William Henry Appleton

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William H. Appleton.

William Henry Appleton (January 27, 1814 – October 19, 1899) was an American publisher, eldest son and successor of Daniel Appleton.


He was born at Haverhill, Massachusetts on January 27, 1814. Appleton began his career in publishing in 1838. He married Mary Moody Worthen in 1844.

In 1848 he became the senior member of the firm of D. Appleton & Company, in partnership with his brother John Adams Appleton; they were joined in partnership by three younger brothers. William became the firm's London representative in 1853. He was active in the struggle for an international copyright, and served a term as president of the American Publishers Copyright League. His firm published works by a range of noteworthy authors, including Hall Caine, Lewis Carroll, Arthur Conan Doyle, Charles Darwin, Thomas Henry Huxley, Herbert Spencer, and John Stuart Mill, as well as leading American scientists and philosophers of his era.

Among the reference books brought out by him were The New American Cyclopædia (1858–63); Webster's Spelling Book; Appletons' Cyclopædia of American Biography (1887–1900), Applied Mechanics (1897), and an Annual Cyclopœdia (1885–1903). He wrote Letters on International Copyright (1872).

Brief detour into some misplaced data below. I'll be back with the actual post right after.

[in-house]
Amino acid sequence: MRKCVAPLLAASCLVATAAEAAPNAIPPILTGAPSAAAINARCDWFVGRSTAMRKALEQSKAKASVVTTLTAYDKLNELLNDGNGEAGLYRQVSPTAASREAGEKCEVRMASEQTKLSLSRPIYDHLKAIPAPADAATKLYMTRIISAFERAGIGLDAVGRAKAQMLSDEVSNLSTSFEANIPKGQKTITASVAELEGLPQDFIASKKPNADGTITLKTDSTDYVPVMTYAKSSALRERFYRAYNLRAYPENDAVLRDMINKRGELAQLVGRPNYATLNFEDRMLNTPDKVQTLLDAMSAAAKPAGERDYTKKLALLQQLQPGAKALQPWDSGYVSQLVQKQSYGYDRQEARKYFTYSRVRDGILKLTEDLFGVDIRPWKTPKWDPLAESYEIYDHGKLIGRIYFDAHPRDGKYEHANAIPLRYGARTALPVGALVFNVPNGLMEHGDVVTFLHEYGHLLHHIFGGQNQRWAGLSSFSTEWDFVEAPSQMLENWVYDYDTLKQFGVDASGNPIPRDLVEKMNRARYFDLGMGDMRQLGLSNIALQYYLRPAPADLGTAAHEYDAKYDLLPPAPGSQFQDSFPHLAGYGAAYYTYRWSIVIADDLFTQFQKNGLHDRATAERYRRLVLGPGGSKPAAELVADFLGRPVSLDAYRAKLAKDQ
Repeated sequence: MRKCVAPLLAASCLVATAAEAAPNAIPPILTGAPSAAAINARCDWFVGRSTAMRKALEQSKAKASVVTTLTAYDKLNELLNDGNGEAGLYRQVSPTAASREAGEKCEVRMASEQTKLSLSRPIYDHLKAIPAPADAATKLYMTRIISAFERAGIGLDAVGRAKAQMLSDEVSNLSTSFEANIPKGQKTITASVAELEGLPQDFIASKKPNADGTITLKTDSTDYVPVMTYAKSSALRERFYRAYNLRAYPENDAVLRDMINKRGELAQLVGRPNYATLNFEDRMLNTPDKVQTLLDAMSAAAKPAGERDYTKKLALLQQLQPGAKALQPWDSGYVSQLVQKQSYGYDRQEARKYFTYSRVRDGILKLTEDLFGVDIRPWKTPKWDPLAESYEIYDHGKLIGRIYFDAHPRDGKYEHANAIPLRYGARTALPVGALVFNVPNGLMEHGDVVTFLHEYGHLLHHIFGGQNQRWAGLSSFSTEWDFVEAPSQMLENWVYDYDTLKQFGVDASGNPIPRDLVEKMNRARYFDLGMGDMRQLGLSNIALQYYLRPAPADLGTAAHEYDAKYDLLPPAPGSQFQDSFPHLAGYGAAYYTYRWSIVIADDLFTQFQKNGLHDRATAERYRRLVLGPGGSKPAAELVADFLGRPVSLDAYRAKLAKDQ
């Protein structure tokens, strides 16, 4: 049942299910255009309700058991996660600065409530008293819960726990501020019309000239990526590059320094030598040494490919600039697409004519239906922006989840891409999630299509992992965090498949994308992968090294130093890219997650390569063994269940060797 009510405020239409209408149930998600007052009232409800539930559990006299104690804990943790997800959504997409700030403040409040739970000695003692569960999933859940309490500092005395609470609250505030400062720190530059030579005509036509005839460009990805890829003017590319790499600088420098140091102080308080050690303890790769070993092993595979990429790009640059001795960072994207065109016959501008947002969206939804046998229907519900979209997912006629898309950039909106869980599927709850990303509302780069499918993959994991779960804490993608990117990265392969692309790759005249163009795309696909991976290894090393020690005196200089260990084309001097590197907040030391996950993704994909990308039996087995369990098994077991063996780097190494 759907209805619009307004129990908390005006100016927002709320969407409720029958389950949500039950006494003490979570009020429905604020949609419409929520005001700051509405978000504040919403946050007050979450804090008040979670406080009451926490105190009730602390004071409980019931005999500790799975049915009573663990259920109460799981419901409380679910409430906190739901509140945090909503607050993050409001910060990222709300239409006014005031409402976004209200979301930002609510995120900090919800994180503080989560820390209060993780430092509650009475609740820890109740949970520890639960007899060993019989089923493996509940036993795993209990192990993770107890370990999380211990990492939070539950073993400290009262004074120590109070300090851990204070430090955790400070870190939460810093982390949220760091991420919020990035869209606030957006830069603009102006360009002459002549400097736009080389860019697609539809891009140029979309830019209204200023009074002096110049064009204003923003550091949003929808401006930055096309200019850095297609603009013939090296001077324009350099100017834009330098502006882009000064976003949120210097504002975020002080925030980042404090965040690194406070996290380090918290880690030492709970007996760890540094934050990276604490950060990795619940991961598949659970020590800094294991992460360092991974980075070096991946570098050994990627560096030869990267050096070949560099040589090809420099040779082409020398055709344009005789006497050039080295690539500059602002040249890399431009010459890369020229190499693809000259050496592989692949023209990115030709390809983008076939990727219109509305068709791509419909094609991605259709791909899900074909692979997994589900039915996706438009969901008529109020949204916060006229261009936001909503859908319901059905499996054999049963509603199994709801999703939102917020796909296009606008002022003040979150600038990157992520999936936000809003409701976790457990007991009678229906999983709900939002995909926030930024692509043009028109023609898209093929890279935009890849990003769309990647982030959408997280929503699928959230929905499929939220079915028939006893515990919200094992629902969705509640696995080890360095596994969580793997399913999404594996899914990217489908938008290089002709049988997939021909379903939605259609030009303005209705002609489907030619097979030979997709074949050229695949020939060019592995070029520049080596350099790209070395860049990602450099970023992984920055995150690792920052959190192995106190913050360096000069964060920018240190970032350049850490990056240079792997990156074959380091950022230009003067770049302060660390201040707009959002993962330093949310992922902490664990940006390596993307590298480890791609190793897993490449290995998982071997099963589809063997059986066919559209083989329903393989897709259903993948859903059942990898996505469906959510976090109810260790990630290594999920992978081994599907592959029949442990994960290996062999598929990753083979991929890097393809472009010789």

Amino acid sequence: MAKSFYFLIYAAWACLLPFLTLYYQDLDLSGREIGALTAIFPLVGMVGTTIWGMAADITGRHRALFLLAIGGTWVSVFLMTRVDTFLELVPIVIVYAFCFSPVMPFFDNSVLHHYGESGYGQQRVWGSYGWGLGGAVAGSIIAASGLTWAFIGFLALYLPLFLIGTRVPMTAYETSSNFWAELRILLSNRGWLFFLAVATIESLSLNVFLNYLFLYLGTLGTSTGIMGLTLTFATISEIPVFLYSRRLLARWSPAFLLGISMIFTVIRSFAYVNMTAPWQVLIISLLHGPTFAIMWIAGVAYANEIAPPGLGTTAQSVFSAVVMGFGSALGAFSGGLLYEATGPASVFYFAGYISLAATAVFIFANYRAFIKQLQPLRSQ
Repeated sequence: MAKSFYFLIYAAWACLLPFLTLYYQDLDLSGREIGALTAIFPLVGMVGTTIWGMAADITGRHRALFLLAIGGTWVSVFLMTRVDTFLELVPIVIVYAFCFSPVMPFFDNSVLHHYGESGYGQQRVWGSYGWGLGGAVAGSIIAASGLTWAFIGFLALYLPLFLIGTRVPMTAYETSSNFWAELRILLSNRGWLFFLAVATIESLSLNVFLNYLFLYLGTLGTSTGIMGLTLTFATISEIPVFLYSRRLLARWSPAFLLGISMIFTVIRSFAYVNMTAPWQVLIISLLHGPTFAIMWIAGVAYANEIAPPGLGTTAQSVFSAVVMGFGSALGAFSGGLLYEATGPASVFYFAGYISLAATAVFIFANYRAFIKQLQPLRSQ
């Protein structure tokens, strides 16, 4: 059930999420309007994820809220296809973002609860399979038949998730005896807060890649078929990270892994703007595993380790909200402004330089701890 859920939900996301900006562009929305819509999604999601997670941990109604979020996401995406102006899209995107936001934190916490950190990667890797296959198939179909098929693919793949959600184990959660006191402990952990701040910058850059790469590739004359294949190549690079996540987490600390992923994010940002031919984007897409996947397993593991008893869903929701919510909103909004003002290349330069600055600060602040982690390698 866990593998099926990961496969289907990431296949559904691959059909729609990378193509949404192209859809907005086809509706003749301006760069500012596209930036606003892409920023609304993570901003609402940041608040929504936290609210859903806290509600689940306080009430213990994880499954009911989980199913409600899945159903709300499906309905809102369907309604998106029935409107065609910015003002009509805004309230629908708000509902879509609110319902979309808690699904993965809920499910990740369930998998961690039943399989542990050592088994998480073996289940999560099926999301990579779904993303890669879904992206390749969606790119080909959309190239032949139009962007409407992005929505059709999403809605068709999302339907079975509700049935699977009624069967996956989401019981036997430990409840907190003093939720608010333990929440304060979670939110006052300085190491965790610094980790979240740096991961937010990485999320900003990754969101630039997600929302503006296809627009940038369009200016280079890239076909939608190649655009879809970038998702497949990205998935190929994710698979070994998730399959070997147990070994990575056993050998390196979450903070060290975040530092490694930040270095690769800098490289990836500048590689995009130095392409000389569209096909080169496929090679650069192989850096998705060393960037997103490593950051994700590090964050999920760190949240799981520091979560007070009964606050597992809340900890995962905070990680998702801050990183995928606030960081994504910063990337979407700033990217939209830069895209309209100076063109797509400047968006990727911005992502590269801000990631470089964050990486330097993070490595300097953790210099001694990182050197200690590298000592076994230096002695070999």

Appleton was a prominent figure in publishing for a period of sixty years. He lived at Wave Hill (New York); the house was later turned into a botanical garden in the Riverdale section of The Bronx, New York.[1]

He died on October 19, 1899.


Appleton City, Missouri was named after the publisher, in appreciation of his 1870 donation to the town's library.[2]

In Fiction[edit]

Appleton is a character in the time travel novel "The Plot to Save Socrates" by Paul Levinson. As depicted in the book, Appleton had an extensive secret life as a time-traveler, had visited Classical Greece and met in person some of the famous ancient Greek writers and philosophers whose works he published, and also several times visited the 21st Century - but always found his own 19th Century milieu to be the most congenial.


  1. ^ A Brief History of Wave Hill , Wave Hill. Accessed May 3, 2008.
  2. ^ Wolfe, Gerard R. (1981). The House of Appleton. Metuchen, N.J.: The Scarecrow Press. p. 166-167.